Judicial Attitude to the Arbitrability of Contracts Tainted with Fraud

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  1. Introduction

For quite a long time, the law had seemed settled that a dispute arising out of an agreement tainted with fraud was not capable of being resolved by arbitration, because it is contrary to public policy. The rationale for this is that an allegation of fraud has criminal consequences and resolution of such dispute is therefore reserved for the Courts. An arbitral tribunal, being a creature of contract, is not endowed with general and wide jurisdiction (bestowed upon regular Courts), to adjudicate on complex issues nor to offer a wide range of reliefs to the parties in dispute.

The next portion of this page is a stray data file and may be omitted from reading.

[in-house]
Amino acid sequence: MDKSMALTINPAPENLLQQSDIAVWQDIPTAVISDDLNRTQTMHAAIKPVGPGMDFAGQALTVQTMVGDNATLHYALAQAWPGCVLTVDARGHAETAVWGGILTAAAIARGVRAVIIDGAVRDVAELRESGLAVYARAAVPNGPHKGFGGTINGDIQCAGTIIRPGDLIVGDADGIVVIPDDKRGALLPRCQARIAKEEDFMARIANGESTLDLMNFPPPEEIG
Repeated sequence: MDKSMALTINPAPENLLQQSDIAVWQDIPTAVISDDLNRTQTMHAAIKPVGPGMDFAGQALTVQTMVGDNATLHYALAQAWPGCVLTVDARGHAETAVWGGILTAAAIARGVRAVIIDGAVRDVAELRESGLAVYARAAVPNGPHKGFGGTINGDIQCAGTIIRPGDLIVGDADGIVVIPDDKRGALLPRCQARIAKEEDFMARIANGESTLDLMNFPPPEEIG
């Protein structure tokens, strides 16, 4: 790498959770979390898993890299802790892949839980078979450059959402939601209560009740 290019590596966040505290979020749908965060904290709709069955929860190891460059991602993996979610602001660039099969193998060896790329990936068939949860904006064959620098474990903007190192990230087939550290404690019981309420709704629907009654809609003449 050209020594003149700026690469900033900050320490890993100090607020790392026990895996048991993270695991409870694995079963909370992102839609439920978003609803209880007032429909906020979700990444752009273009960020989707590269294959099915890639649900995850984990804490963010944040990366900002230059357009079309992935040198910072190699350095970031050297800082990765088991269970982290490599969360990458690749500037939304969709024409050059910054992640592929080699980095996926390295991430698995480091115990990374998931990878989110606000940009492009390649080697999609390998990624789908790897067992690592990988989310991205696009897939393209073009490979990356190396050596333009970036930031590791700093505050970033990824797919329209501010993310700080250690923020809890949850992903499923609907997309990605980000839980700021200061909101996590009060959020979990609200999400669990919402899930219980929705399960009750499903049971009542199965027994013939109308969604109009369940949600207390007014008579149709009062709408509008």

The position of the law has now changed in many jurisdictions, including Nigeria. The aim of this article is to examine those situations under which disputes seemingly tainted with fraud would be subject to arbitration and how the arbitral tribunal is expected to deal with such disputes.

  1. How Arbitral Tribunals Deal with Fraud Claims

The question of how an arbitral tribunal should handle the issue of fraud when raised by a party or where it is obvious from the pleadings will ordinarily be determined by national laws. The practice in most countries is for arbitrators to receive submissions and evidence from the parties, counsel and witnesses and then decide what award to make.[1] Courts in these countries have however, set different parameters to determine when it would be proper for arbitral tribunals to determine issues of fraud.